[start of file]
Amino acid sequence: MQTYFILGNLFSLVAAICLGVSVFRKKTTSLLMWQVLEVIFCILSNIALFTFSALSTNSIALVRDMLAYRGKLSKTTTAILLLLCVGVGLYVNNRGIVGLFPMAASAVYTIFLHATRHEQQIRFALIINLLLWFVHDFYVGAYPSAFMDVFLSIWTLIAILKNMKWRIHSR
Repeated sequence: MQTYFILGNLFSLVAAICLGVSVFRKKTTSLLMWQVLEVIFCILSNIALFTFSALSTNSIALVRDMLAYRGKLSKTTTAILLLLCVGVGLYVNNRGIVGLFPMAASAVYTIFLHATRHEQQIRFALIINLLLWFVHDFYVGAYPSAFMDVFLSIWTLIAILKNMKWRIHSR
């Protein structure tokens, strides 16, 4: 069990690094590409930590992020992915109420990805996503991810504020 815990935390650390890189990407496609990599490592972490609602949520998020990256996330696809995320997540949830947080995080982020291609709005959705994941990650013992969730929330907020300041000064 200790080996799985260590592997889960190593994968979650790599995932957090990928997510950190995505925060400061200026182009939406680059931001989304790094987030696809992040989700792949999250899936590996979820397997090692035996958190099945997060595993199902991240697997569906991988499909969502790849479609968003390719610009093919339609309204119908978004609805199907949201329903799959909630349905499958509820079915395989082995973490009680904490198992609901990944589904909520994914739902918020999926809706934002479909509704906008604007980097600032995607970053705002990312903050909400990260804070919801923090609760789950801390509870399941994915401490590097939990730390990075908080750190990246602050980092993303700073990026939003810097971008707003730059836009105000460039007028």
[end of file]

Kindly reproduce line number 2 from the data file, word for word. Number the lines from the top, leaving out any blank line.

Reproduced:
Repeated sequence: MQTYFILGNLFSLVAAICLGVSVFRKKTTSLLMWQVLEVIFCILSNIALFTFSALSTNSIALVRDMLAYRGKLSKTTTAILLLLCVGVGLYVNNRGIVGLFPMAASAVYTIFLHATRHEQQIRFALIINLLLWFVHDFYVGAYPSAFMDVFLSIWTLIAILKNMKWRIHSR